sandramjet wrote: Tue Mar 05, 2019 1:12 am
I don't believe that is true. You can not recharacterize CONVERSIONS, but you should still be able to recharacterize CONTRIBUTIONS if you earned too much
Sandramjet, can you please explain what the difference is between re characterizing Conversions vs Contributions?

I think this may apply to our situation...we Contributed to a ROTH, then converted? to a Trad then converted? again to a ROTH. Do I understand the terminology correctly?
bayview
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Re: H&R Rep says Backdoor ROTH closed/changed..now what?

Post by bayview »

Small point: it's Roth, not ROTH. Named for Sen. William Roth, its chief legislative sponsor.

I'll get out of the way for the real responses. :D
The continuous execution of a sound strategy gives you the benefit of the strategy. That's what it's all about. --Rick Ferri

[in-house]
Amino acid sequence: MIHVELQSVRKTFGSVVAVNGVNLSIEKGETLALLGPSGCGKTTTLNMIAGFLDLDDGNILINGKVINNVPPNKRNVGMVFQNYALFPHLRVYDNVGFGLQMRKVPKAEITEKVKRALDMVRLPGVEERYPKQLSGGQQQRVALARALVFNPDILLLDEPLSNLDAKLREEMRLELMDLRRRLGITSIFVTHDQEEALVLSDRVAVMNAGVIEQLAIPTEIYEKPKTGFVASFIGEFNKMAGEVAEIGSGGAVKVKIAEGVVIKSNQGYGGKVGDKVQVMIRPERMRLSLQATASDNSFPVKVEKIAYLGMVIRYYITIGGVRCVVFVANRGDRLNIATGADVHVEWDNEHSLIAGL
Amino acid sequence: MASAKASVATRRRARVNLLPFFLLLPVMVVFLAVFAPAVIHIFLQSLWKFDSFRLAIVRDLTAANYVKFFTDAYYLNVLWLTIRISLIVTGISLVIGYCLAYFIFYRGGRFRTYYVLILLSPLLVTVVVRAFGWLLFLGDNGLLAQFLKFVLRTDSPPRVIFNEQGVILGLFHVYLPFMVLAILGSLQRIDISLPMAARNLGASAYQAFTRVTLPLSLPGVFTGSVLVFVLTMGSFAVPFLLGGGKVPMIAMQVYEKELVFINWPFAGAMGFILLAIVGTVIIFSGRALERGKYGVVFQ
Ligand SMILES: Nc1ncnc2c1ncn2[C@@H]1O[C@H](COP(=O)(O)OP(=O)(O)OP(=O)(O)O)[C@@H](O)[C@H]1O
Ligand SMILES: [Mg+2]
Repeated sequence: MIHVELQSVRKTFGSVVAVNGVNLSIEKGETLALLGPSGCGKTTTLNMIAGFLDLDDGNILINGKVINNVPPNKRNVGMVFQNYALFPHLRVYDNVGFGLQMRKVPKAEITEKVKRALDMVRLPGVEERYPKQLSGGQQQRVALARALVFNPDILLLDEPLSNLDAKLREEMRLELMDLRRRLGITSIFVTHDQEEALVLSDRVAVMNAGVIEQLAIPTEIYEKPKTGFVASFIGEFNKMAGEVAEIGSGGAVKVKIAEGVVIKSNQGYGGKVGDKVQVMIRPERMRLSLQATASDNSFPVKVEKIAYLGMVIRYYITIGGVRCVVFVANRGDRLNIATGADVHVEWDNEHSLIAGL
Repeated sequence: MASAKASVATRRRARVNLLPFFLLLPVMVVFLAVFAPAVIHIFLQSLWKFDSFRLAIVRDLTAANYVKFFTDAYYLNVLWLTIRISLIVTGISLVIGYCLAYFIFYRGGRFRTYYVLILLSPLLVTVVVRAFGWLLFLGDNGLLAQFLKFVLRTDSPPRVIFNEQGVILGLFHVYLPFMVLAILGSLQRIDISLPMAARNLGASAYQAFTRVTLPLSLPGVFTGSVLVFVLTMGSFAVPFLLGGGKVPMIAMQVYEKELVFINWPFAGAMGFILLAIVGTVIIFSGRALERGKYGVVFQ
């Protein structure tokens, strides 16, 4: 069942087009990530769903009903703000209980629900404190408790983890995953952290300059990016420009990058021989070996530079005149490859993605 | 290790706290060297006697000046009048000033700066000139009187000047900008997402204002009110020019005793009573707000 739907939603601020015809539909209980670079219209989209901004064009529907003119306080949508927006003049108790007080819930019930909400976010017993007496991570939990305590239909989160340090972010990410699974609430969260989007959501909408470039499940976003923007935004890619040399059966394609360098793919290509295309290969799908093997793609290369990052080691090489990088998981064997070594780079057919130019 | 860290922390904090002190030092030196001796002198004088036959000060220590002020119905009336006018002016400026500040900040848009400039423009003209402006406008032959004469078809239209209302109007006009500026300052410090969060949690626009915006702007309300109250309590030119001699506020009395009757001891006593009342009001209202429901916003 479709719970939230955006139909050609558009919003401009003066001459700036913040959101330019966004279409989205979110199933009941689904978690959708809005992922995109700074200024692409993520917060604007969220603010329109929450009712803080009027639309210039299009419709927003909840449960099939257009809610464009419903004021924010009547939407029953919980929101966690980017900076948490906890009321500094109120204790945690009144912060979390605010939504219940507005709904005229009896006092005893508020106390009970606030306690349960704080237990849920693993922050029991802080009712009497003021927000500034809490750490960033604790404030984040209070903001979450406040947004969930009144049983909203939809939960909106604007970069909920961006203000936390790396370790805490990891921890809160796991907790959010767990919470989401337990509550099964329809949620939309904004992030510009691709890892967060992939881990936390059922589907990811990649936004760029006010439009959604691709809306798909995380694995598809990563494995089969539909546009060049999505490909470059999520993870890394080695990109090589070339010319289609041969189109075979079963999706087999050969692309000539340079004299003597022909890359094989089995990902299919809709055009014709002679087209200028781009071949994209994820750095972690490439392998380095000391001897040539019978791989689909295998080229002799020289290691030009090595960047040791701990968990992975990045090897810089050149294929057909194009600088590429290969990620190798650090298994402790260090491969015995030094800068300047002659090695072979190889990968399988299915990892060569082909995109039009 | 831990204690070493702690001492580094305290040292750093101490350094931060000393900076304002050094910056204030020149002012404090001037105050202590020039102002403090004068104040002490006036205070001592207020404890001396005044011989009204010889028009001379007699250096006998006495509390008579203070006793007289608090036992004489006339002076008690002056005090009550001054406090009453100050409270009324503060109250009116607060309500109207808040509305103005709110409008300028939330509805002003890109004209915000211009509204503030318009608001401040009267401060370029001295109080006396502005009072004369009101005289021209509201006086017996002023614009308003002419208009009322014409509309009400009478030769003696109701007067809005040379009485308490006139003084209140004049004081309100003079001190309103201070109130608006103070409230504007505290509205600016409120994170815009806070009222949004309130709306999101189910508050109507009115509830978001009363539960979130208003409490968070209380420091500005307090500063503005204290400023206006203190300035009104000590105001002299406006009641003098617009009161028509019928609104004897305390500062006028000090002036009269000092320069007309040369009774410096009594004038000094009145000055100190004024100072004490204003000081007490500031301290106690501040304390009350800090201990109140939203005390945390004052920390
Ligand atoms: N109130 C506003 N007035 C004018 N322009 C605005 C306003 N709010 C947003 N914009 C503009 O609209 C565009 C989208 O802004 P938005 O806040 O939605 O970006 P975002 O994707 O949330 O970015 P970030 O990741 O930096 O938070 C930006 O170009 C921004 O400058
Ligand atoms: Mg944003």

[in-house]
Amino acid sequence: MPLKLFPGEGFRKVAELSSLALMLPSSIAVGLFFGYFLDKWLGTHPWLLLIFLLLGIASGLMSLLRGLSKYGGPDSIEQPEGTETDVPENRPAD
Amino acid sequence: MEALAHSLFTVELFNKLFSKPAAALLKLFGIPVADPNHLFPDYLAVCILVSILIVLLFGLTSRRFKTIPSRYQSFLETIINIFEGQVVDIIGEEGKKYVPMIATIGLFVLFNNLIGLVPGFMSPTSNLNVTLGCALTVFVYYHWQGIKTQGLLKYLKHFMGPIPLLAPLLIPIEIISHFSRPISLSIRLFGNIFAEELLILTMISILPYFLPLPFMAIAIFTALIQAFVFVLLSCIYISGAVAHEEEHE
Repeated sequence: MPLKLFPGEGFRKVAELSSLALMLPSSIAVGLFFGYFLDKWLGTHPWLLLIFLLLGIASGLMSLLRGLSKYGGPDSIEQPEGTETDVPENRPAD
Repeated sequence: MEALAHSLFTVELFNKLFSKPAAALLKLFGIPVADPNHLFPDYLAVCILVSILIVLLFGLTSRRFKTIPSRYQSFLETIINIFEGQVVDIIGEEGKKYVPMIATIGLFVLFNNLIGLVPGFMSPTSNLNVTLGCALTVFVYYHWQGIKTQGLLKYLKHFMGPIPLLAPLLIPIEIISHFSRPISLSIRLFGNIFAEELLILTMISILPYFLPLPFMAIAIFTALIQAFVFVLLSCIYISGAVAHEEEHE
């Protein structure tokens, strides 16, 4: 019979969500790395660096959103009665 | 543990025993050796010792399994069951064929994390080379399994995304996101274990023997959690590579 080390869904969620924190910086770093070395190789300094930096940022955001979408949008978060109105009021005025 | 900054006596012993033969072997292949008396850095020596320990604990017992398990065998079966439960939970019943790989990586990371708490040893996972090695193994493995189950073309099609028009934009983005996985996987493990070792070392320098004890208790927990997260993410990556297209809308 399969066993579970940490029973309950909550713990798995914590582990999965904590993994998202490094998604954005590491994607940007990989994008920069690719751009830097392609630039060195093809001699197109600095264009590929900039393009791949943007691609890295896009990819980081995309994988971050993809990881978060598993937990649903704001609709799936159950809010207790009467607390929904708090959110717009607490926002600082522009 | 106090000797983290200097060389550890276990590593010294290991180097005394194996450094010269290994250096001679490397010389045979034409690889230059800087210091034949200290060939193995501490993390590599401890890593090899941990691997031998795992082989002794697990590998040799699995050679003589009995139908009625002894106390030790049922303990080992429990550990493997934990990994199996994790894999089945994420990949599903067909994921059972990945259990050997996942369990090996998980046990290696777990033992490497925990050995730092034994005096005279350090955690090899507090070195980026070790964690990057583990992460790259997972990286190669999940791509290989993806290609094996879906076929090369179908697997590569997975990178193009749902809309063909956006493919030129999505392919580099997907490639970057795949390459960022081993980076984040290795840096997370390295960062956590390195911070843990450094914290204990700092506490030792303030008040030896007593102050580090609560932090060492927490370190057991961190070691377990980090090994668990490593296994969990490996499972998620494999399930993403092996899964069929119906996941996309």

Topic Author
Sophia1884
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Re: H&R Rep says Backdoor ROTH closed/changed..now what?

Post by Sophia1884 »

bayview wrote: Tue Mar 05, 2019 1:35 am Small point: it's Roth, not ROTH. Named for Sen. William Roth, its chief legislative sponsor.

I'll get out of the way for the real responses. :D
Noted and changed :)
Spirit Rider
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Re: H&R Rep says Backdoor ROTH closed/changed..now what?

Post by Spirit Rider »

It is clearer if this presented in a list and the correct terminology is used. This is my understanding of what was done, the current status and what should be done:
  • You both made 2018 Roth IRA contributions in January 2018.
  • You both recharacterized the 2018 Roth IRA contribution to 2018 non-deductible traditional IRA contributions.